Murals, banners and posters displayed throughout the capital, Pyongyang, have for decades depicted the U.S. as a brutal, imperialist aggressor hell-bent on destroying the North Korean regime. South Korea and Japan were also frequently targeted as willing allies of the U.S.
But things started to take an Orwellian turn in the run-up to Kim’s June 12 summit with President Donald Trump, with the old posters vanishing since then.
“All the anti-American posters I usually see around Kim Il-sung Square and at shops, they’ve all just gone,” Rowan Beard, a tour manager at Young Pioneer Tours, told Reuters. “In five years working in North Korea, I’ve never seen them completely disappear before.”
Inheriting a repressive regime during a global revolution in communications technology put Kim Jong-un in a difficult spot. Keeping the people who live in his country entirely isolated could only last so much longer, yet loosening controls means letting in the truth to the masses whom his family has brutally repressed for generations while creating an opportunity for some lesser dictator to execute a coup and claim credit for a minor improvement in living standards.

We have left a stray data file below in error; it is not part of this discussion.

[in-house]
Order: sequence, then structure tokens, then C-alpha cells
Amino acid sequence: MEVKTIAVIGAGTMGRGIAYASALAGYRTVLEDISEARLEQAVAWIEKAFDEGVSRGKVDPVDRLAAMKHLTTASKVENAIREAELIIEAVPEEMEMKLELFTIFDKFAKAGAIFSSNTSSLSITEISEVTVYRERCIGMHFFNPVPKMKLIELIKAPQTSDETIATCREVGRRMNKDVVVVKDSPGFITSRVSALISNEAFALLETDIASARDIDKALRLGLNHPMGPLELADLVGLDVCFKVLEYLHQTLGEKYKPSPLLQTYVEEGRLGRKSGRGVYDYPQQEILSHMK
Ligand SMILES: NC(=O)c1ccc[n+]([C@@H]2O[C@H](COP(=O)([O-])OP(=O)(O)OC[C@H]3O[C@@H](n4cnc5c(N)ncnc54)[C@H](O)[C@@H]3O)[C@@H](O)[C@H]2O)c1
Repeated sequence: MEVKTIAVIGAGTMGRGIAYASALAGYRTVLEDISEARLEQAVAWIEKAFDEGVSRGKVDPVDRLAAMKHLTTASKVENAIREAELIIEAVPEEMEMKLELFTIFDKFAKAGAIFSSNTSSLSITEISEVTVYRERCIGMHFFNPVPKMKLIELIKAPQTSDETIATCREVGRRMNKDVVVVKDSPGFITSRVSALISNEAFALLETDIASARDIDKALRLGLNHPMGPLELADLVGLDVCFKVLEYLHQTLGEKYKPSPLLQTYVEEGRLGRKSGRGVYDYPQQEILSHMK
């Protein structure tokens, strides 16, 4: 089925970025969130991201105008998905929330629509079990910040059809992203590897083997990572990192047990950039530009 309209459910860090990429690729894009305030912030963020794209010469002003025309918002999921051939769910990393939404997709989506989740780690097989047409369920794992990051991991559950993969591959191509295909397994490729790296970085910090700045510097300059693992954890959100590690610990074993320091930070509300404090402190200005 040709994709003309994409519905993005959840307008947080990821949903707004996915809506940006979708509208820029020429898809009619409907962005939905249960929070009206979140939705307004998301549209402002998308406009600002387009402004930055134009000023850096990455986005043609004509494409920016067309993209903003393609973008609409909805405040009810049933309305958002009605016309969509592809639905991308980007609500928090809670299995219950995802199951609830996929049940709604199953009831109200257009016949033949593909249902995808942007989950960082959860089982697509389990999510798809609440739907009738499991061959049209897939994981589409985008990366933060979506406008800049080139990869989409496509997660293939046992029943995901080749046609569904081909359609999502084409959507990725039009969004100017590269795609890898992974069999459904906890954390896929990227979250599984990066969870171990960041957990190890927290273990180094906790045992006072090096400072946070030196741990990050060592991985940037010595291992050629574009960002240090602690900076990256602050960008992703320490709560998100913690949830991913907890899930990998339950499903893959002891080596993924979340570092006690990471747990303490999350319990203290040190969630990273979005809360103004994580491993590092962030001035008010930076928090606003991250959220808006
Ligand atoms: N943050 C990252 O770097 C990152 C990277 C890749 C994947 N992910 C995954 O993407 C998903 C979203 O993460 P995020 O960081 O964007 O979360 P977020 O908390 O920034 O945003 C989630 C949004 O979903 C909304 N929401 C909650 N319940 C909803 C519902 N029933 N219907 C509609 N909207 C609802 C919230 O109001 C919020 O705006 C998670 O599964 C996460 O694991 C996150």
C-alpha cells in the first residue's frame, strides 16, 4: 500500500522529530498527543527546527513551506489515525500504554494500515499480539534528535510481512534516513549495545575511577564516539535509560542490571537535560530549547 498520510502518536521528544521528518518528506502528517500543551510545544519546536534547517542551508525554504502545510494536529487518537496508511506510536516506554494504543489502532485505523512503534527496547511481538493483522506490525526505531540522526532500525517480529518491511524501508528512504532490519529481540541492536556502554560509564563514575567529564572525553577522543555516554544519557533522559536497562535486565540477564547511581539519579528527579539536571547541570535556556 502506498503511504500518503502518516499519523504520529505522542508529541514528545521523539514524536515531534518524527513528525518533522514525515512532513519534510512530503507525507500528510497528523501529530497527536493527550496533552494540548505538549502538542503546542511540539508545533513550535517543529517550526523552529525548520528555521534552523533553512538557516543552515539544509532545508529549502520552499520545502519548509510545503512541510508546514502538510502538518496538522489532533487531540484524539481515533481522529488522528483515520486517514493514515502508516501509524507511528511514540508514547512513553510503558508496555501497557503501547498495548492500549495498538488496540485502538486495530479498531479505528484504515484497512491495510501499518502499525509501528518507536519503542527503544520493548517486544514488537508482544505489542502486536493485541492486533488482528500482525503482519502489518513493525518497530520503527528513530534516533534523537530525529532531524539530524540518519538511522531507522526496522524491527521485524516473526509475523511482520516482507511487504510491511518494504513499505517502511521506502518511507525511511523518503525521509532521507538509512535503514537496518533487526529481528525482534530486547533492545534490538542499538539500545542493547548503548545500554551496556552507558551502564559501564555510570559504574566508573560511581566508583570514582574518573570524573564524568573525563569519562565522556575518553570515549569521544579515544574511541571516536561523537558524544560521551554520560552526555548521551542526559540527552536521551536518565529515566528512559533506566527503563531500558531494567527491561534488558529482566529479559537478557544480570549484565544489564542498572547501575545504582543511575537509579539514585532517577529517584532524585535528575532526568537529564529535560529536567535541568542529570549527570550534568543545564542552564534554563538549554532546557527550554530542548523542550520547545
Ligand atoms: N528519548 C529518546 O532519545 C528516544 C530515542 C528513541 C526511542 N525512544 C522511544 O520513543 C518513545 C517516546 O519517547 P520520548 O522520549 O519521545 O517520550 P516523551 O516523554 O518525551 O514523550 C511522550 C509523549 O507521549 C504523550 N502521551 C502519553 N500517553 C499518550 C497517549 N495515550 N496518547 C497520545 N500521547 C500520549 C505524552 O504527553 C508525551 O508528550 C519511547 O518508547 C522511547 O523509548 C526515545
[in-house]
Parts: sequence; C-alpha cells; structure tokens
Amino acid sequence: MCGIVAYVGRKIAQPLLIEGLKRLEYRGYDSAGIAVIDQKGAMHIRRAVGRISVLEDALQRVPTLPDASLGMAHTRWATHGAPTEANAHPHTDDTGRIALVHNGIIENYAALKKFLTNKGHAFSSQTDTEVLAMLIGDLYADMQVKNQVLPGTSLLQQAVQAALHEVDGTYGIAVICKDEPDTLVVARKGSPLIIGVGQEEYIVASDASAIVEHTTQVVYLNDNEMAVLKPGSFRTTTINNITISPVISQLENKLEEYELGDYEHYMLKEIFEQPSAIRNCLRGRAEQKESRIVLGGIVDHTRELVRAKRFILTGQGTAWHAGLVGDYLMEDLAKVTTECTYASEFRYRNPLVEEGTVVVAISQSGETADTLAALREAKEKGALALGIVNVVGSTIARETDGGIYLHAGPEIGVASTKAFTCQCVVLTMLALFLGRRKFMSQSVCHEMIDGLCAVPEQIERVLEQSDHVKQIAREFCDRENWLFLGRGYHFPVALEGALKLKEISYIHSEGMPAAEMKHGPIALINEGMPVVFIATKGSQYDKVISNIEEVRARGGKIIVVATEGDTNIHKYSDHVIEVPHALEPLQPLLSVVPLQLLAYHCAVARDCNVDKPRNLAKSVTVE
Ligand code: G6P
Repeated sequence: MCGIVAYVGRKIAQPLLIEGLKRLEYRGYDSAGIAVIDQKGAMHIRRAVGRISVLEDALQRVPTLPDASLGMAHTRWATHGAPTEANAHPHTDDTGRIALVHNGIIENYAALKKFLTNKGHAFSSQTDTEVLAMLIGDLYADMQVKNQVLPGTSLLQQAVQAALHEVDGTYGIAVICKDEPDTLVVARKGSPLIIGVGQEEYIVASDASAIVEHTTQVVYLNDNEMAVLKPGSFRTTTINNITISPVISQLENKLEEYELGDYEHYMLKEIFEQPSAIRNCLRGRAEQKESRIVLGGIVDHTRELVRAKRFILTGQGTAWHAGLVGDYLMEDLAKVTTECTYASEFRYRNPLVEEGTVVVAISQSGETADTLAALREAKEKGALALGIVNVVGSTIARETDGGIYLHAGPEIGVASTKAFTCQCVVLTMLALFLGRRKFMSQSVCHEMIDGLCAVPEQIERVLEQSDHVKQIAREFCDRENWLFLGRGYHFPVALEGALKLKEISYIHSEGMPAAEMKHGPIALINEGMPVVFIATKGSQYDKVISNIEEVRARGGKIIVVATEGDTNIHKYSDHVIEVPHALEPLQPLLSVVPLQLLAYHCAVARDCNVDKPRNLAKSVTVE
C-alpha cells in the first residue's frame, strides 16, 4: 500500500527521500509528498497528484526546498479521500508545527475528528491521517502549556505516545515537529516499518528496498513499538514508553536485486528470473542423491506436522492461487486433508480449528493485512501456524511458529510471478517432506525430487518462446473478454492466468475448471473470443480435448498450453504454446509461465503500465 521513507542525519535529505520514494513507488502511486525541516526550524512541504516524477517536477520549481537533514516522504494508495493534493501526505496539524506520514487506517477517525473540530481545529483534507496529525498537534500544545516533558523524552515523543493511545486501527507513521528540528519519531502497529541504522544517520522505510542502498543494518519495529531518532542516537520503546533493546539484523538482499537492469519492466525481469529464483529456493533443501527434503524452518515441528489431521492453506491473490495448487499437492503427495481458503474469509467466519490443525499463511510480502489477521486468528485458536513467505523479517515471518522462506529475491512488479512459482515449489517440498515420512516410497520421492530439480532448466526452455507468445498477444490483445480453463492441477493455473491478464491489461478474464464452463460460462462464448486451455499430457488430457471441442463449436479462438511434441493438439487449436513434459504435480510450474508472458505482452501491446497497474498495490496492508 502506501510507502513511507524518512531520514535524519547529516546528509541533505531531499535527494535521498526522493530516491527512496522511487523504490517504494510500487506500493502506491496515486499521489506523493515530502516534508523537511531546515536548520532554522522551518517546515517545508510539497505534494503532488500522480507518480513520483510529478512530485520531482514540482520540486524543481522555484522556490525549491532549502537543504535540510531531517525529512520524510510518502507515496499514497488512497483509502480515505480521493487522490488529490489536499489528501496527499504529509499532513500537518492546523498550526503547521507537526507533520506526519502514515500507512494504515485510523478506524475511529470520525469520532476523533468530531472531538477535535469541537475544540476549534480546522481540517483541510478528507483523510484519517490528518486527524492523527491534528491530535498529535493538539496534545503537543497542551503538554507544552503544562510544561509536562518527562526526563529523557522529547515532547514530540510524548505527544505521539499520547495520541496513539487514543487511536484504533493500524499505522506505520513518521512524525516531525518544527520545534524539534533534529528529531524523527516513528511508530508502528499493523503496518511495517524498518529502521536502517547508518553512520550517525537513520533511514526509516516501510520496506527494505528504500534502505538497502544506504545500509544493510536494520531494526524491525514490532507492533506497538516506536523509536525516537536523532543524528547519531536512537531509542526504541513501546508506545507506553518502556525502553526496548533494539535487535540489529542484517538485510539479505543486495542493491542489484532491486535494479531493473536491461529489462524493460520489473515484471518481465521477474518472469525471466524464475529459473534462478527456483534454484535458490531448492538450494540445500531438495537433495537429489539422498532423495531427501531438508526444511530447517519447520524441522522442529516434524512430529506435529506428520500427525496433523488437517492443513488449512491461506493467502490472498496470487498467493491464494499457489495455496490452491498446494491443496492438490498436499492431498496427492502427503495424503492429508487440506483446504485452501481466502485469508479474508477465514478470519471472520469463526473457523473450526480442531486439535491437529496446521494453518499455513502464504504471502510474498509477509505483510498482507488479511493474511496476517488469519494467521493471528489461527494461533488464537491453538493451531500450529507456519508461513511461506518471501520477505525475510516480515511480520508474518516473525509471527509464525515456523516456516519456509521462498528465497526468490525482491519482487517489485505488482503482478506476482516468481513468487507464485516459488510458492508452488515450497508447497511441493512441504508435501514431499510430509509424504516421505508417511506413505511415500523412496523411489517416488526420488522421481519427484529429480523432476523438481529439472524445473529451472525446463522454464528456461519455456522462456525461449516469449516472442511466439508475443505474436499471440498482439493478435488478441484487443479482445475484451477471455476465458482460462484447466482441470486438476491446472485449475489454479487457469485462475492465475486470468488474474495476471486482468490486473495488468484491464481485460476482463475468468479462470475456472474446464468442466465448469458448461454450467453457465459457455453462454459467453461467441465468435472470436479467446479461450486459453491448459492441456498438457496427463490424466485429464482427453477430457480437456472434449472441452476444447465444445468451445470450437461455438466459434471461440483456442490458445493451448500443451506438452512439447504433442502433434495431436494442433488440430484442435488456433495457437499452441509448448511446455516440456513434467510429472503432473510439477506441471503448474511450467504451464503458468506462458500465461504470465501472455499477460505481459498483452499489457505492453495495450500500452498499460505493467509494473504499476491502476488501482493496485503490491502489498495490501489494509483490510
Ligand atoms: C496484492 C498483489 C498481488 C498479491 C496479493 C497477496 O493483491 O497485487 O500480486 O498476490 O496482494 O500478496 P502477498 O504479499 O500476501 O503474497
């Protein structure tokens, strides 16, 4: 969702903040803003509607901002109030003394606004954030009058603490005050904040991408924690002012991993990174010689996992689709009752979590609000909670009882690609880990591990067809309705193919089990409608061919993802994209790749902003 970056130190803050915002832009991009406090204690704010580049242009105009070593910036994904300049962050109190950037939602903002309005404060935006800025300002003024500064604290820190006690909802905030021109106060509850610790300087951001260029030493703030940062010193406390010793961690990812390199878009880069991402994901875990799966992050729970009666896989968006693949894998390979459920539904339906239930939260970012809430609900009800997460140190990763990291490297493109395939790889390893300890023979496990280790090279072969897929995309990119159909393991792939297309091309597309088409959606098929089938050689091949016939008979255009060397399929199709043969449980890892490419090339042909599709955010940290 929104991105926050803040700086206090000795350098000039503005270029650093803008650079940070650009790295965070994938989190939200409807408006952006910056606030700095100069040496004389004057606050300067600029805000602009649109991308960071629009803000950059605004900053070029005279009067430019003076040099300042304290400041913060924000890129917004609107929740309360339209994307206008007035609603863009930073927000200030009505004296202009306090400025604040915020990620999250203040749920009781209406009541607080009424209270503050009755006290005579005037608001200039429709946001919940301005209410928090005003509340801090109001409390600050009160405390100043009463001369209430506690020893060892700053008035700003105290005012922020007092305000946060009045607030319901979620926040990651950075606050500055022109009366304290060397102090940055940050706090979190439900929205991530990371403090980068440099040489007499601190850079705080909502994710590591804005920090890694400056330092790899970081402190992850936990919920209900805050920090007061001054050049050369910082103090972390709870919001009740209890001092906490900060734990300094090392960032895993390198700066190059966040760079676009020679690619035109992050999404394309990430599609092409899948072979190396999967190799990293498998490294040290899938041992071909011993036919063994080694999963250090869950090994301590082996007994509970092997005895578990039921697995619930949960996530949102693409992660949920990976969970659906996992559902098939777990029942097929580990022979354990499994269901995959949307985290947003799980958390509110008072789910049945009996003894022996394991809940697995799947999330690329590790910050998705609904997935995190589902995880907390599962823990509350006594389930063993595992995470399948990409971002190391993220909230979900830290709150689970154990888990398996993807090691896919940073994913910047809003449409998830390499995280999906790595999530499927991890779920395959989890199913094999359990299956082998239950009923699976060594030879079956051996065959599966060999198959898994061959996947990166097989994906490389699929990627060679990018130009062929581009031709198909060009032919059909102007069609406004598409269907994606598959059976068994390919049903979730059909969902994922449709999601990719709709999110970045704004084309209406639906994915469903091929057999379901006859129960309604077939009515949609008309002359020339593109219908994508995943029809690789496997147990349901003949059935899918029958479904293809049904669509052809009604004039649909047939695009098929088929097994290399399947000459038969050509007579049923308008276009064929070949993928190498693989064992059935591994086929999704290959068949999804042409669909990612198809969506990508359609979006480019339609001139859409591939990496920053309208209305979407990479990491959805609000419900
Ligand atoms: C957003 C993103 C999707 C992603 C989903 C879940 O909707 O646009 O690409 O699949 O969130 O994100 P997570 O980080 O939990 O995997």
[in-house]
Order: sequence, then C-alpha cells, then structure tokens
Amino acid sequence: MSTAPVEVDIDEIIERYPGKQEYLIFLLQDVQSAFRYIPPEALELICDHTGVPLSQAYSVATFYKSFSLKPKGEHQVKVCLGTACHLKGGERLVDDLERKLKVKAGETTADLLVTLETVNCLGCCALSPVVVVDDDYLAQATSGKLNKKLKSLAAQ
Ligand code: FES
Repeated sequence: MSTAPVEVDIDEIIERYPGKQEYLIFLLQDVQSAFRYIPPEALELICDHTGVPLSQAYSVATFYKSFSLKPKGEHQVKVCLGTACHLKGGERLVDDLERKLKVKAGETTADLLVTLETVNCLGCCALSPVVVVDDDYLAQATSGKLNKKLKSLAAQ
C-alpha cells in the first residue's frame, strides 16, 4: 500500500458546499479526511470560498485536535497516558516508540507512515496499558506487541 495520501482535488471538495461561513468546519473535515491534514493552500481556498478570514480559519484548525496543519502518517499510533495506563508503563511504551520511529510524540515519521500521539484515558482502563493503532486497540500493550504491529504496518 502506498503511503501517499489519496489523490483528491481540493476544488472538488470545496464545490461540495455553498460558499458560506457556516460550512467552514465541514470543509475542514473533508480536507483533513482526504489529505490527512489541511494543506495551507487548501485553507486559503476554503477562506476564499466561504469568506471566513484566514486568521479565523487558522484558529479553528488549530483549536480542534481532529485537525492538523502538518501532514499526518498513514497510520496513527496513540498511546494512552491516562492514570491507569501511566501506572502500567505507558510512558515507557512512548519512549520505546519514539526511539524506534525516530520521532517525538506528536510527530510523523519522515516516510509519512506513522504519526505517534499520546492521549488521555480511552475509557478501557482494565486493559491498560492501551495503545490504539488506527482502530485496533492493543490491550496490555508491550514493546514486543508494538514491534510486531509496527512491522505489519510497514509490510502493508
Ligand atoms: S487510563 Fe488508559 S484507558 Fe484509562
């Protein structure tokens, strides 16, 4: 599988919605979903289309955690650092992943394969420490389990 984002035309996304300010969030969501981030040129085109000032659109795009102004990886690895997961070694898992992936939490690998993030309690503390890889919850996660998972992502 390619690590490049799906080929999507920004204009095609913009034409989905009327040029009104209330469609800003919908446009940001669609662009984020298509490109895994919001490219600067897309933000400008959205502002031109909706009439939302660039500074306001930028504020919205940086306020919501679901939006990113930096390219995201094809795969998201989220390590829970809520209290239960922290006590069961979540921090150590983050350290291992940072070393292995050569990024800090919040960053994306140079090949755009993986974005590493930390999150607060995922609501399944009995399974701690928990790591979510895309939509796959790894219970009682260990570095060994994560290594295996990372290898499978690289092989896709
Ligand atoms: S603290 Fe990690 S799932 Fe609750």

The combined wealth of the United States, China, and South Korea, however, could provide quite a period of rapid improvement to ease the peninsula back toward some sort of reunification, with enough of a boost maybe (maybe) to rocket people’s gratitude and relief past their resentment and enough protection to keep ambitious underlings from seeing an opportunity. This is all speculation, of course, but it actually isn’t that hard to believe that a dictator would be willing to exchange total (but precarious) control of a hellhole for untold wealth and perhaps credit as a national savior if foreign money and cooperation can manage the flip.